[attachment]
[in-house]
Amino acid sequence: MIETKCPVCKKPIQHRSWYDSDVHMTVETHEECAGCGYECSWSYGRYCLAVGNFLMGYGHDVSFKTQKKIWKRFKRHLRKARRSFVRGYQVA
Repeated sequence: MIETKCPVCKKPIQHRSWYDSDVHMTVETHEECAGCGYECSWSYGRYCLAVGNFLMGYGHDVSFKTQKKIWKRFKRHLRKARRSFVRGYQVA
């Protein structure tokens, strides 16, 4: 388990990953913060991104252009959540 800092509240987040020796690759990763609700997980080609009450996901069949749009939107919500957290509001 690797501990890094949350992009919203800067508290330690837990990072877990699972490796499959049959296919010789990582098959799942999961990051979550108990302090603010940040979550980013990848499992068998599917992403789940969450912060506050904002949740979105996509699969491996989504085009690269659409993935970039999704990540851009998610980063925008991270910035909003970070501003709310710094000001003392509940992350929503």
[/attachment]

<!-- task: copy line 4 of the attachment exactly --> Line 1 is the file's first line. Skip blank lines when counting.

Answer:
């Protein structure tokens, strides 16, 4: 388990990953913060991104252009959540 800092509240987040020796690759990763609700997980080609009450996901069949749009939107919500957290509001 690797501990890094949350992009919203800067508290330690837990990072877990699972490796499959049959296919010789990582098959799942999961990051979550108990302090603010940040979550980013990848499992068998599917992403789940969450912060506050904002949740979105996509699969491996989504085009690269659409993935970039999704990540851009998610980063925008991270910035909003970070501003709310710094000001003392509940992350929503």